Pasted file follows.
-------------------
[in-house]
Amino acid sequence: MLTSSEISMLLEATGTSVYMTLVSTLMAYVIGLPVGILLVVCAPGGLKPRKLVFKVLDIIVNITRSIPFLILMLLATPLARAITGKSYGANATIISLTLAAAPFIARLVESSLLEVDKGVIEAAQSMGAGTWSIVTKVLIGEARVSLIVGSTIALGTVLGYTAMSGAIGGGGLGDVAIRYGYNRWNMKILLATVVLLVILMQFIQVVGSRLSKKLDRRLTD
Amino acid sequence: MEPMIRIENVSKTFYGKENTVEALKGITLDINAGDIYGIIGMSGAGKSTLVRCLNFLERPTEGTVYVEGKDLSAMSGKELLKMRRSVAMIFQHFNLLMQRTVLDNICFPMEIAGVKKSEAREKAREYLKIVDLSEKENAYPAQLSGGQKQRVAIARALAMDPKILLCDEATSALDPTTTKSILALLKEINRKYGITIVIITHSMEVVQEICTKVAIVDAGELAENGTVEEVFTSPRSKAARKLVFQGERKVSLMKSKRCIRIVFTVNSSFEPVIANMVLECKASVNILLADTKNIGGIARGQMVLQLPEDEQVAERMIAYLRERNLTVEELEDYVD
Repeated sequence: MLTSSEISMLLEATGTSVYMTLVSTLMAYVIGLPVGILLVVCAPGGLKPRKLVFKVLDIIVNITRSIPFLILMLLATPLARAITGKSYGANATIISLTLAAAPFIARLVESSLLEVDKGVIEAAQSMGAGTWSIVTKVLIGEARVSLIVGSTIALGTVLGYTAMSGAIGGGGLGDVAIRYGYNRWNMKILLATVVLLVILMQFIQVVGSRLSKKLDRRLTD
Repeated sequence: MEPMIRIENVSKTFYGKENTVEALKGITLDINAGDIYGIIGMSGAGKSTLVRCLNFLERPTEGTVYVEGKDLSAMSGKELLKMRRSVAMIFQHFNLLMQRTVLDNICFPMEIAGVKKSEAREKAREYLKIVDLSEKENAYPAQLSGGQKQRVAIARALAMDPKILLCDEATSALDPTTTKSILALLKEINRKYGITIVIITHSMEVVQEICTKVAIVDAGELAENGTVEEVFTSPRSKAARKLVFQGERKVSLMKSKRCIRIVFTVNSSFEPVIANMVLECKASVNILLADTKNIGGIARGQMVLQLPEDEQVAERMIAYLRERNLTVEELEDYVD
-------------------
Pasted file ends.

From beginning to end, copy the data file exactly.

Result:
[in-house]
Amino acid sequence: MLTSSEISMLLEATGTSVYMTLVSTLMAYVIGLPVGILLVVCAPGGLKPRKLVFKVLDIIVNITRSIPFLILMLLATPLARAITGKSYGANATIISLTLAAAPFIARLVESSLLEVDKGVIEAAQSMGAGTWSIVTKVLIGEARVSLIVGSTIALGTVLGYTAMSGAIGGGGLGDVAIRYGYNRWNMKILLATVVLLVILMQFIQVVGSRLSKKLDRRLTD
Amino acid sequence: MEPMIRIENVSKTFYGKENTVEALKGITLDINAGDIYGIIGMSGAGKSTLVRCLNFLERPTEGTVYVEGKDLSAMSGKELLKMRRSVAMIFQHFNLLMQRTVLDNICFPMEIAGVKKSEAREKAREYLKIVDLSEKENAYPAQLSGGQKQRVAIARALAMDPKILLCDEATSALDPTTTKSILALLKEINRKYGITIVIITHSMEVVQEICTKVAIVDAGELAENGTVEEVFTSPRSKAARKLVFQGERKVSLMKSKRCIRIVFTVNSSFEPVIANMVLECKASVNILLADTKNIGGIARGQMVLQLPEDEQVAERMIAYLRERNLTVEELEDYVD
Repeated sequence: MLTSSEISMLLEATGTSVYMTLVSTLMAYVIGLPVGILLVVCAPGGLKPRKLVFKVLDIIVNITRSIPFLILMLLATPLARAITGKSYGANATIISLTLAAAPFIARLVESSLLEVDKGVIEAAQSMGAGTWSIVTKVLIGEARVSLIVGSTIALGTVLGYTAMSGAIGGGGLGDVAIRYGYNRWNMKILLATVVLLVILMQFIQVVGSRLSKKLDRRLTD
Repeated sequence: MEPMIRIENVSKTFYGKENTVEALKGITLDINAGDIYGIIGMSGAGKSTLVRCLNFLERPTEGTVYVEGKDLSAMSGKELLKMRRSVAMIFQHFNLLMQRTVLDNICFPMEIAGVKKSEAREKAREYLKIVDLSEKENAYPAQLSGGQKQRVAIARALAMDPKILLCDEATSALDPTTTKSILALLKEINRKYGITIVIITHSMEVVQEICTKVAIVDAGELAENGTVEEVFTSPRSKAARKLVFQGERKVSLMKSKRCIRIVFTVNSSFEPVIANMVLECKASVNILLADTKNIGGIARGQMVLQLPEDEQVAERMIAYLRERNLTVEELEDYVD